Stories from the Stage episodes, original digital content, and more can be experienced on social media platforms such as Facebook, Twitter and Instagram and on the WORLD Channel website. Follow the hashtag #StoriesfromtheStage to hear every word.
This post was written by Nsenga K Burton, Ph.D., founder & editor-in-chief of The Burton Wire. An expert in intersectionality and media industries, Dr. Burton is also a professor of film and television at Emory University and co-editor of the book, Black Women’s Mental Health: Balancing Strength and Vulnerability. She is Entertainment and Culture Editor for NNPA. Follow her on Twitter @Ntellectual or @TheBurtonWire.
By Nsenga K. Burton, Ph.D., NNPA Newswire Culture and Entertainment Editor
Alice Walker, one of the premiere writers of the 20th Century, was honored in July by her hometown of Eatonton, GA for her 75th Birthday (Alice Walker 75). Hundreds of people flocked from all over the country to Walker’s birthplace to celebrate the birthday of the Pulitzer Prize winning author.
The activist, who was born February 9, 1944 in Eatonton left in 1961 to attend Spelman College, eventually enrolling at Sarah Lawrence College due to controversy surrounding her political activism at Spelman.
Walker’s legacy of activism and storytelling was on full display at the event, which was held at the Georgia Writers Museum and included a day of activities and events to honor Walker’s life and achievements. The event was co-chaired by award-winning author Valerie Boyd, editor of Gathering Blossoms Under Fire: The Journals of Alice Walker, which will be released in 2020 and Lou Benjamin, founder of Eatonton’s Briar Patch Arts Council.
Walker, who lived just outside of town, acknowledged this was the first time she had been to Eatonton and was unaware the Plaza Arts Center existed, which is where many of the festivities were held.
The day kicked off with a screening and discussion of the American Masters Documentary, Alice Walker: Beauty in Truth followed by a discussion with the filmmaker Pratibha Parmar and scholar Salamisha Tillet at The Plaza Arts Center.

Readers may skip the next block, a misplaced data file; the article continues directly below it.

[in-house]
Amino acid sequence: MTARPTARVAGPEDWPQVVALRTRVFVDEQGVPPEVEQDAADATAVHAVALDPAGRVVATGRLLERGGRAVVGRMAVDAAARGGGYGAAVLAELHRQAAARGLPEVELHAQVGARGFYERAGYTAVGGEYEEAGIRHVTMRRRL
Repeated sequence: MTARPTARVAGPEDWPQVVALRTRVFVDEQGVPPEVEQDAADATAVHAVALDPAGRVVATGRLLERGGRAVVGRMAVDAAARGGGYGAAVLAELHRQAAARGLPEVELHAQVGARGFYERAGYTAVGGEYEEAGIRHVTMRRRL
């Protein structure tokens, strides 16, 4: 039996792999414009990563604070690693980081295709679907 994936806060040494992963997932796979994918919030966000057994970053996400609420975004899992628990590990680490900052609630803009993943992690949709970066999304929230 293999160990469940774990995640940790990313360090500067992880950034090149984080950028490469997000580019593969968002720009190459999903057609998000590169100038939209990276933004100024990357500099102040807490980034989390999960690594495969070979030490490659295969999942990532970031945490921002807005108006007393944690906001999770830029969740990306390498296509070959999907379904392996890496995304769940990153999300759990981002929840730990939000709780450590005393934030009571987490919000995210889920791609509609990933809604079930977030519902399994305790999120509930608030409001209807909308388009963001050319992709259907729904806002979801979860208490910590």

Celebrants were able to take bus tours of the area and see Walker’s birthplace while fellow authors and poets and friends paid tribute to the game changer, who was clearly touched by the praise, humbly thanking the audience throughout the day of events.
An American Marriage novelist Tayari Jones read from the novel Meridian, poet Daniel Black read Walker’s short story “Flowers,” and poet Kamilah Aisha Moon read Walker’s poem, “How Poems are Made.” Journalist and author Evelyn C. White offered remembrances of friendship and activism and classically trained Gospel violinist Melanie R. Hill performed a medley of songs honoring the legend.
Perhaps the most poignant part of the program was when Walker’s daughter Rebecca, read several pieces including “Now That Book Is Finished,” a poem Walker wrote about Rebecca when she was a child. Rebecca’s son Tenzin, 14, performed an original song he composed entitled, “Sun and Steam,” which he played beautifully on the piano. Rebecca Walker’s words, expressions of love and gratitude to her mother and Tenzin’s performance were symbolic of the reconciliation between Walker and her daughter who had been estranged during a difficult period. Walker’s former husband Melvyn R. Levanthal was also in attendance.
The special birthday celebration ended with Walker taking the stage of The Plaza Arts Center for a candid conversation with Boyd, author of the award-winning biography Wrapped in Rainbows: The Life of Zora Neale Hurston. Walker and Boyd’s tête-à-tête ended with an invitation for all attendees to take the stage and dance with the celebrated author to two of her favorite songs, “Rock Steady,” by Aretha Franklin and “As” by Stevie Wonder, concluding a lovely day of celebration of one of the 20th Century’s greatest writers.